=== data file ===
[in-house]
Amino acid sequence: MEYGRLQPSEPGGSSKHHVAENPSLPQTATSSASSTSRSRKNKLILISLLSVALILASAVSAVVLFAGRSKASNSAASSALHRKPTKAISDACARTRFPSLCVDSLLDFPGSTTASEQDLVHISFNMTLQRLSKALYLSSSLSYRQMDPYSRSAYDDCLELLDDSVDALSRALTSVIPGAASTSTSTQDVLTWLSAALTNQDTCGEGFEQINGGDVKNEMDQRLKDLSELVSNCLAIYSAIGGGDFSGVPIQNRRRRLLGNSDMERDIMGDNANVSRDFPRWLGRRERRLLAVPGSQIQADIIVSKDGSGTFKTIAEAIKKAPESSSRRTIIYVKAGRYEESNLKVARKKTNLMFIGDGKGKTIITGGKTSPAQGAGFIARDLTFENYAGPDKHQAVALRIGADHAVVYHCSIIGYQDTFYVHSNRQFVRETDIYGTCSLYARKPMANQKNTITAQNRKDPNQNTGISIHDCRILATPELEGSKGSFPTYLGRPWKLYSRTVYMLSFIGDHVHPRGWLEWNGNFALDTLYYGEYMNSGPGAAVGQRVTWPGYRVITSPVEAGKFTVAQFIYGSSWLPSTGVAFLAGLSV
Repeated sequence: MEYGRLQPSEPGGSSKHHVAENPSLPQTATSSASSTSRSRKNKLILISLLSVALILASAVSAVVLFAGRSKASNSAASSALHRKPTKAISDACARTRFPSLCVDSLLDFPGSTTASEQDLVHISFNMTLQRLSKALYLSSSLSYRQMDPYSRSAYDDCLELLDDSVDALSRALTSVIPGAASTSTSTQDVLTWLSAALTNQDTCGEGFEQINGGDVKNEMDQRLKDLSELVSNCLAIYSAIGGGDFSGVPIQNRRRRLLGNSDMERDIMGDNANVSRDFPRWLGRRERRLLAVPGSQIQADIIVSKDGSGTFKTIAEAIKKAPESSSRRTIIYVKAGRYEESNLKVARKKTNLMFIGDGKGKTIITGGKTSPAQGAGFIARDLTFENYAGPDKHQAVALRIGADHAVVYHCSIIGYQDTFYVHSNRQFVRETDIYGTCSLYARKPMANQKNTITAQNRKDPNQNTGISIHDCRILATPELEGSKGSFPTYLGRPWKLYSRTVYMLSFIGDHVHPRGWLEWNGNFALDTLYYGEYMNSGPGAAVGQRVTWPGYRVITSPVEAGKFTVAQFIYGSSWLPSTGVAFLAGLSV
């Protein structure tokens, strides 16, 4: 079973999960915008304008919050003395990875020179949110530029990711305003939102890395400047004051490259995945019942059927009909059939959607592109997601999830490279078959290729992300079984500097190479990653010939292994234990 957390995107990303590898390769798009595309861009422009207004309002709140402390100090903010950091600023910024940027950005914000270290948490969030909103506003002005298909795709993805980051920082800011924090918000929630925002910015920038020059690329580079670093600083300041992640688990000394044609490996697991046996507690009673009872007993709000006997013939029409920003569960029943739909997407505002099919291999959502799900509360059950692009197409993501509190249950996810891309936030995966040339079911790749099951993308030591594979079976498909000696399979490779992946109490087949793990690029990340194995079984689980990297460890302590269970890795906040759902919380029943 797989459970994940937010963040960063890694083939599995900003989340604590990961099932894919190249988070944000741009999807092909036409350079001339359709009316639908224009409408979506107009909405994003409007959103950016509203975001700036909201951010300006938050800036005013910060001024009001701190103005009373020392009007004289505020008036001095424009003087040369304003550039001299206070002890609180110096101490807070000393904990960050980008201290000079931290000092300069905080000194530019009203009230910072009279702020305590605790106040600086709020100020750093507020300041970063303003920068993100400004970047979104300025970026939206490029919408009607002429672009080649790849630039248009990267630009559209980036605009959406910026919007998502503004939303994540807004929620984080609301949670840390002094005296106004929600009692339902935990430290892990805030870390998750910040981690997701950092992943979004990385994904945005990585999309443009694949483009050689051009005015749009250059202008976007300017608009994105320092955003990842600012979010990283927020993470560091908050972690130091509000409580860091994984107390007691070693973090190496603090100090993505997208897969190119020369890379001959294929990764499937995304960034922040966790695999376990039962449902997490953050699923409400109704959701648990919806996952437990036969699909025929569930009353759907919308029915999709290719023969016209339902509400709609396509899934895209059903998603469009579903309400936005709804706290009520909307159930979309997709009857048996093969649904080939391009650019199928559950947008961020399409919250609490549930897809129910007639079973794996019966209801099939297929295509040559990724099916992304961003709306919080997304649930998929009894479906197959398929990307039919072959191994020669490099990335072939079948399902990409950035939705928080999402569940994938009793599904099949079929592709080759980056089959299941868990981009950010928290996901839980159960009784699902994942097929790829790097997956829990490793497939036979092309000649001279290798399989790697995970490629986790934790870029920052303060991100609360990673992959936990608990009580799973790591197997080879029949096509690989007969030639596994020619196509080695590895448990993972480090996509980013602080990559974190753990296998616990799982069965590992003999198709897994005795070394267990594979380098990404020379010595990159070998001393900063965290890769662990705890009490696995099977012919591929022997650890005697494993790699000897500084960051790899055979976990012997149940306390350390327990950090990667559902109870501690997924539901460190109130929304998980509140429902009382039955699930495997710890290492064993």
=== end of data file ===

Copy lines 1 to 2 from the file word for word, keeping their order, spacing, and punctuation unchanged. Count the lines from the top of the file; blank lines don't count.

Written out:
[in-house]
Amino acid sequence: MEYGRLQPSEPGGSSKHHVAENPSLPQTATSSASSTSRSRKNKLILISLLSVALILASAVSAVVLFAGRSKASNSAASSALHRKPTKAISDACARTRFPSLCVDSLLDFPGSTTASEQDLVHISFNMTLQRLSKALYLSSSLSYRQMDPYSRSAYDDCLELLDDSVDALSRALTSVIPGAASTSTSTQDVLTWLSAALTNQDTCGEGFEQINGGDVKNEMDQRLKDLSELVSNCLAIYSAIGGGDFSGVPIQNRRRRLLGNSDMERDIMGDNANVSRDFPRWLGRRERRLLAVPGSQIQADIIVSKDGSGTFKTIAEAIKKAPESSSRRTIIYVKAGRYEESNLKVARKKTNLMFIGDGKGKTIITGGKTSPAQGAGFIARDLTFENYAGPDKHQAVALRIGADHAVVYHCSIIGYQDTFYVHSNRQFVRETDIYGTCSLYARKPMANQKNTITAQNRKDPNQNTGISIHDCRILATPELEGSKGSFPTYLGRPWKLYSRTVYMLSFIGDHVHPRGWLEWNGNFALDTLYYGEYMNSGPGAAVGQRVTWPGYRVITSPVEAGKFTVAQFIYGSSWLPSTGVAFLAGLSV